The Lone Wolf, 1900
Originally part of the famous collection in Bill Rance’s Silver Dollar Saloon (one of Russell’s favorite
hangouts in Great Falls), this painting and Monarch of the Forest, were displayed for years as a pair.
The First National Bank of Great Falls bought the pair after the saloon was closed during Prohibition and
eventually split the pair up, giving The Lone Wolf to banker Harold Hoover, whose son Jack later donated
it to the Russell Museum.
The Lone Wolf depicts a fierce, solitary animal of the Judith Basin. Once common on the Northern Plans,
wolves were universally hated by cattlemen and settlers, who hunted them to the brink of extinction by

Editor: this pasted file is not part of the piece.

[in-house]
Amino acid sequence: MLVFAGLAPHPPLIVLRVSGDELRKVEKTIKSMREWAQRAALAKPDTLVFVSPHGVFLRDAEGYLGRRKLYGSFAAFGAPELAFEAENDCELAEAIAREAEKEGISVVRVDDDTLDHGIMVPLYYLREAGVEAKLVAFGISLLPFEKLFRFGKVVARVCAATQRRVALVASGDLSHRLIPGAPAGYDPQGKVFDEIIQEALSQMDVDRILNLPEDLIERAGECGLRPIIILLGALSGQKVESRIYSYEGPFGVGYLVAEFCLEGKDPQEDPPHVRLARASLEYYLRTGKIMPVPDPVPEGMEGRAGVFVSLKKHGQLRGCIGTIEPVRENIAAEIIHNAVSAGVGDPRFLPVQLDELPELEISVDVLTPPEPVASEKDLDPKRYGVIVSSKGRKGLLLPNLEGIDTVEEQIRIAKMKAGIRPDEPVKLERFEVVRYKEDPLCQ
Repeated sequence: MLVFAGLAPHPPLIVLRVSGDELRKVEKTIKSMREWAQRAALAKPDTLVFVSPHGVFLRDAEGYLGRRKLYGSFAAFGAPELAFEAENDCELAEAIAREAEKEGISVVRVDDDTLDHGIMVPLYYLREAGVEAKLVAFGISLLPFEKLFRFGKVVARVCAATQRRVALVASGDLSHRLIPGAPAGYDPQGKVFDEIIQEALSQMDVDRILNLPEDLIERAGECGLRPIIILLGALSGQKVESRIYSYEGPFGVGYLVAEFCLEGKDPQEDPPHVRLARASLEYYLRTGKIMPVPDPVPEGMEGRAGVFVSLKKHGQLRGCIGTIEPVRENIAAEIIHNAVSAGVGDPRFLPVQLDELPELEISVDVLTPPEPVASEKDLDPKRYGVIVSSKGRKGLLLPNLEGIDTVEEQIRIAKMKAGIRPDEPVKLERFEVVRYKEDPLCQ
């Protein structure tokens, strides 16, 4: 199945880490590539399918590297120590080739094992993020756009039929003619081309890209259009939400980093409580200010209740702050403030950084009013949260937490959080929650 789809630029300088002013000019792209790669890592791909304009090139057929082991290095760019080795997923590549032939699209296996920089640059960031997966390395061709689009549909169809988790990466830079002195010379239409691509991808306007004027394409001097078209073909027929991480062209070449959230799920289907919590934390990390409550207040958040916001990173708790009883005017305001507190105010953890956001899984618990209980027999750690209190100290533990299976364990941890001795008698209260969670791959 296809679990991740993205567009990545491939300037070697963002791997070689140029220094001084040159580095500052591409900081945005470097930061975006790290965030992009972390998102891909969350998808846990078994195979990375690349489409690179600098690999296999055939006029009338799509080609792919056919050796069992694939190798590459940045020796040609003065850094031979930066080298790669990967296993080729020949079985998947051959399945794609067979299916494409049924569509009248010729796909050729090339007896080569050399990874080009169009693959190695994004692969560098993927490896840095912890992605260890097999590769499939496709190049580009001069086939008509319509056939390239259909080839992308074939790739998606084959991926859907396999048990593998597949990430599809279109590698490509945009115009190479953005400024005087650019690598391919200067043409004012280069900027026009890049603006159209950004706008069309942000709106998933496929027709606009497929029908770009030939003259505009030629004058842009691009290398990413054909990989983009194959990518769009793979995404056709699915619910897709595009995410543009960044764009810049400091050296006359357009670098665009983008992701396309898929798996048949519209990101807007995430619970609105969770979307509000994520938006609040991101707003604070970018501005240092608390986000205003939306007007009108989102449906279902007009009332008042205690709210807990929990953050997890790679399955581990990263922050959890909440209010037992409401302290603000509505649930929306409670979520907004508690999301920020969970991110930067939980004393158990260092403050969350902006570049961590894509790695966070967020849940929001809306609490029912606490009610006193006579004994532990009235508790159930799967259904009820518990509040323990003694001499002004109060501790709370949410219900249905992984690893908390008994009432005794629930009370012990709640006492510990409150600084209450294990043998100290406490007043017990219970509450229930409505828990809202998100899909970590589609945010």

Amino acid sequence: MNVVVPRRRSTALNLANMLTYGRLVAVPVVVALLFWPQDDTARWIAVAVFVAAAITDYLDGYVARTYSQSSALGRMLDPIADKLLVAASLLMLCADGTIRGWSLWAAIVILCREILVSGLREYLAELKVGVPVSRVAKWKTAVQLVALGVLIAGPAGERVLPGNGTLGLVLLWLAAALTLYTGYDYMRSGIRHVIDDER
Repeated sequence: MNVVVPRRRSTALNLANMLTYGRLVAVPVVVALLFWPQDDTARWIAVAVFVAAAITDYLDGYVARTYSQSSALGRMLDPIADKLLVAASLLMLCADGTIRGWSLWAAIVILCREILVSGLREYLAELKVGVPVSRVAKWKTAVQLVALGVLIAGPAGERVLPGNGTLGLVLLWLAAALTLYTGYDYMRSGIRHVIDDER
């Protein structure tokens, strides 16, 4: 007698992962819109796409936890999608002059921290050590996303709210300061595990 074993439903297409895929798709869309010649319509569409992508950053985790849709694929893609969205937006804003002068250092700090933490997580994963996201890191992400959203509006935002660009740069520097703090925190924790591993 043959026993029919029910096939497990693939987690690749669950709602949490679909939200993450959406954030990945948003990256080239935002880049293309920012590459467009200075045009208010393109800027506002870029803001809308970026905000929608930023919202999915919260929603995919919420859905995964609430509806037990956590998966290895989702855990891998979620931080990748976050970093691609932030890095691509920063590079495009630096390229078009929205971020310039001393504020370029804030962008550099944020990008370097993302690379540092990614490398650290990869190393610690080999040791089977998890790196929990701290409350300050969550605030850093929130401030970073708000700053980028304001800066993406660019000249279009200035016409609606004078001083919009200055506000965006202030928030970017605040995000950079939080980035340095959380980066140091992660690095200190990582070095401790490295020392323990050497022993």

the 1920s. Wolves have an inevitable presence in Russell’s Western wilderness, and he initially depicts
them as evil predators. However, in this work, he demonstrates a change of heart, presenting his
subjects with majesty and dignity.
Given Russell’s penchant for painting thematically related works, the pair likely represents the cycle of
nature codified here as “predator and prey,” both necessary to maintaining balance in the natural world,
a balance of which Russell would have been acutely aware in the early 1900s.
Donated by J.M. Hoover, in memory of Harold and Grace Hoover
Dimensions: 21 x 15
Printed on heavy canvas, ready to frame.